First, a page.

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Jameson Lopp was the chief technology officer of the crypto startup casa. He is most notable for his decision to live off-the-grid, which has been written about in The New York Times by Nathaniel Popper and reprinted in the Toronto Star on April 27, 2019.

Apparently “You can disappear in 15 steps, but it won’t be easy”.

Mr. Lopp's strategy highlights are as follows:

  1. create a new corporate identity,
  2. set up new bank accounts and payment cards,
  3. carry cash,
  4. get a new phone number,
  5. stop using your (cell) phone for directions,
  6. move,
  7. make up a fake name for casual interactions,
  8. create a VPN for home internet use,
  9. buy a boring car,
  10. buy a decoy house,
  11. set up a private mailbox and re-mailing service,
  12. master the art of disguise,
  13. work remotely,
  14. encrypt devices when traveling remotely, and
  15. hire a private investigator to “check your work”.  

Bye-bye now.




Simple + Brilliant

This is the back of a cookie bag from Subway IP Inc., telling me in 35 languages that my cookie may contain peanuts.




This page is from a typical IKEA furniture assembly brochure.

35 language tip-over

While there are five pages, also in 35 languages, warning of a possible tipping hazard, the other 30 pages get the assembly instructions across without any words at all.

IKEA is the conservation conscious global flat-pack furniture design + distribution leader. Had IKEA not made a serious, long-term commitment to illustration-driven-assembly-instructions over 50 years ago, they would probably be one of the world’s largest publishers + polluters today. 



No thinking required


I love to read. I also love looking for and discovering new authors whose work takes me down new planes of thinking.

I also love meeting and surrounding myself with people, places and things that are different. They nudge me out of my habitual thought-ruts and encourage me to entertain and embrace lots of different perspectives.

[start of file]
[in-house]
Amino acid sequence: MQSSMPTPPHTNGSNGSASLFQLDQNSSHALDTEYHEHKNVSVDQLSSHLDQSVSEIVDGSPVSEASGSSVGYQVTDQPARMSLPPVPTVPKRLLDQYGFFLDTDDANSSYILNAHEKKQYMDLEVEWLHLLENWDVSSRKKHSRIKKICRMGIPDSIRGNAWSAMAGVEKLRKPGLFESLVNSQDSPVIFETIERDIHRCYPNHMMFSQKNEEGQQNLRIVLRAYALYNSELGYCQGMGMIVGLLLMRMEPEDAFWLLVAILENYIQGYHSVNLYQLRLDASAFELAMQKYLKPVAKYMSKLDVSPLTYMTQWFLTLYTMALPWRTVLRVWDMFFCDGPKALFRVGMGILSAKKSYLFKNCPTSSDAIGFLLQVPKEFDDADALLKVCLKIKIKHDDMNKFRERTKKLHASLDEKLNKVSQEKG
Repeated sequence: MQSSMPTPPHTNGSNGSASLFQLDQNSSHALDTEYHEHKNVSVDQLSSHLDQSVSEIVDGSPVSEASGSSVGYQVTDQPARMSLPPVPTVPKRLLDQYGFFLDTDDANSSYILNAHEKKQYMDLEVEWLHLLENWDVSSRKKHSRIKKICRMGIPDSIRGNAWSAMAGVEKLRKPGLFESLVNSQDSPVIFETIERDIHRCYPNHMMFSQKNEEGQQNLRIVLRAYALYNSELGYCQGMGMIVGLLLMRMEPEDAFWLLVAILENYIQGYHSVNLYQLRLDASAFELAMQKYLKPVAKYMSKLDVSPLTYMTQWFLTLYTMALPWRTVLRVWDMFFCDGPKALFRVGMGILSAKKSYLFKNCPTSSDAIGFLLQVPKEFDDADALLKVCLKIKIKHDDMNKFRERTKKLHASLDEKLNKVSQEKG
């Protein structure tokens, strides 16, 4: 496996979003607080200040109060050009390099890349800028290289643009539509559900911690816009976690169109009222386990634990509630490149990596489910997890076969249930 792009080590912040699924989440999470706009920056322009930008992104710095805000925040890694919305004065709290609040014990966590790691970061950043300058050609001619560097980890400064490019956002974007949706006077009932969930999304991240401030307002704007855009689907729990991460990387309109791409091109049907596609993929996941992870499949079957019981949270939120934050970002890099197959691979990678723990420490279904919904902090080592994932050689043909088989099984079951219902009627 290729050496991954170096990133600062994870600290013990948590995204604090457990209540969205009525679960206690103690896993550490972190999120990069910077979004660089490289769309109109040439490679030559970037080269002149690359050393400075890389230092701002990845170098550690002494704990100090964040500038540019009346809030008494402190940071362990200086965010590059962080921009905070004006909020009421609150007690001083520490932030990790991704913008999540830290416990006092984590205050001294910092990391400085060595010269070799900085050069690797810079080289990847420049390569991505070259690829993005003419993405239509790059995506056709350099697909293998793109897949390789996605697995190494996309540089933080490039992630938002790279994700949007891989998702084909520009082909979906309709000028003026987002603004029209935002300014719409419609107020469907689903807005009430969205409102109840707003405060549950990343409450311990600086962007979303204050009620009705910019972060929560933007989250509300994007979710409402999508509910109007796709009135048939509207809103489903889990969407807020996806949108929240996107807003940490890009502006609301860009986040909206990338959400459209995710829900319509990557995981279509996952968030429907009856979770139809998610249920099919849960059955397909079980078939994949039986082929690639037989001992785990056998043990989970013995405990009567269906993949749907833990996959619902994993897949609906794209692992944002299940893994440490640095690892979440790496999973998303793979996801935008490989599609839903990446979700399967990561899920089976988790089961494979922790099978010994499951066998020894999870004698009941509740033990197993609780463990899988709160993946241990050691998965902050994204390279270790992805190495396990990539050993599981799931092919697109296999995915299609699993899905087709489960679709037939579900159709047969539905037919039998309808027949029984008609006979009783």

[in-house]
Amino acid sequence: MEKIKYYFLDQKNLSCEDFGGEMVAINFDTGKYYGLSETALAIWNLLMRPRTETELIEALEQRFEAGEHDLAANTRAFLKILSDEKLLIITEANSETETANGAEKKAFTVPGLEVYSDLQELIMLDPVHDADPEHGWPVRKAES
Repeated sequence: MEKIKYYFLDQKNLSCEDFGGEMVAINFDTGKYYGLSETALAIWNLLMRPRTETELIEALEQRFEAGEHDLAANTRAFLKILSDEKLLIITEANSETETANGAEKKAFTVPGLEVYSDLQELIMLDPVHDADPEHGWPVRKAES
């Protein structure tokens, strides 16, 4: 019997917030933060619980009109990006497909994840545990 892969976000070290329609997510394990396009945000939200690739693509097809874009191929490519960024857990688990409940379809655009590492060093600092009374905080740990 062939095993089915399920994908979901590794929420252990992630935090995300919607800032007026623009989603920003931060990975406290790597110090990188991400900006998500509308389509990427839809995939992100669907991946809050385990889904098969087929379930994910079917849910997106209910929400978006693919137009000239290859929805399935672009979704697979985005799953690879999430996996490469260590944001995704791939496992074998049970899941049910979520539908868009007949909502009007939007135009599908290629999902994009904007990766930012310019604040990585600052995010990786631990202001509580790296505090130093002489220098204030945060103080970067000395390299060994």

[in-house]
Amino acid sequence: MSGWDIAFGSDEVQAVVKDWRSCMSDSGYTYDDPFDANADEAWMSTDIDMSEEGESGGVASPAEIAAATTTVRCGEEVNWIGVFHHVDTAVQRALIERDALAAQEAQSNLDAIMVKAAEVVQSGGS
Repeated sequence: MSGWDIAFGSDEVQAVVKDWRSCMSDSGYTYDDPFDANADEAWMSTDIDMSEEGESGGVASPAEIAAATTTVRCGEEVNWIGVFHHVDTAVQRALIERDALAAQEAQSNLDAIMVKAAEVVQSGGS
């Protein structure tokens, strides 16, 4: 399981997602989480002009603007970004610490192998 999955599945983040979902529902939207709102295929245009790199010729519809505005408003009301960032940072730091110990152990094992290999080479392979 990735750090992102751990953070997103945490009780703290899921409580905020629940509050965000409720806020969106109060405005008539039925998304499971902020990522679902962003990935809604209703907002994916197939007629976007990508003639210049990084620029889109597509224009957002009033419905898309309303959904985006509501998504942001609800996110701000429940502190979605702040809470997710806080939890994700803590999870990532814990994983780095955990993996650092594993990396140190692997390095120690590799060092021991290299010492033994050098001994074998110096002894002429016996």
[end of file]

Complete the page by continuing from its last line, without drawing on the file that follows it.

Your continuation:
While I can see why this landing page from might be attractive to some, I see another flight feather being pulled from the wings of independent thought and free will. 

It tells “readers” that their editorial team will find great books for you at very low prices. A classic “appeal to the head and the heart” copy-writing tactic. 

It tells “readers” that “Book lovers have now become practically obsessed with this concept. In many cases, they’ve downloaded hundreds of books and saved hundreds of dollars. 


  • Booklovers, like others, are obsessed with “cheap”, not "good" goods.
  • The more you buy the more you save.

Bing-book*-buying, reduces each book’s economic and intrinsic value. Each treasure becomes devalued to little more than cheap commodity status.

Over time this commoditization brings down the “value” of the entire book* category as well as the “book reading experience”.  

Sadly most of those books* will never be intensely read. Do the math. 

Of greatest concern is how this kind of social media content curating affects the choices groups and individuals make – including the value of free will and independent thought.   

*or anything else.


Commitment + hunger


When I moved to Winnipeg about 10 years ago, a colleague asked me what kind of hours people are expected to work in Toronto. I told him that as a senior ad agency team manager I typically worked 50-60 hours a week, but that for him to catch up to and lap his peers, 60-70 hours would likely be required.

“Fuck That!” was his uncharacteristically brief response.

Since then I’ve discovered that his response is not uncommon for millennials in Winnipeg + elsewhere. Both then + now.

This picture of a Huawei employee napping at his desk at lunch-time should be a galvanizing example of why those with a false sense of entitlement (the right to live well on a 35 hr. wage) will always loose to those who, like this kid, are hungrier than you are.

Whether they're around the corner or around the globe.



Free Signs Available Now!


For years I looked for and hoped to find a mentor to smarten me up and help me find "my path". For years I thought my prayers were unanswered because I never met him or her . . . per se. One day I realized that the Universe had sent me a little black dog. 

Let this sign remind you that the sign you need or want may be right in front of you – but that it might not look like you thought it would.

P.S. Charlie’s on the other side now but you can see a picture of us together on my About page.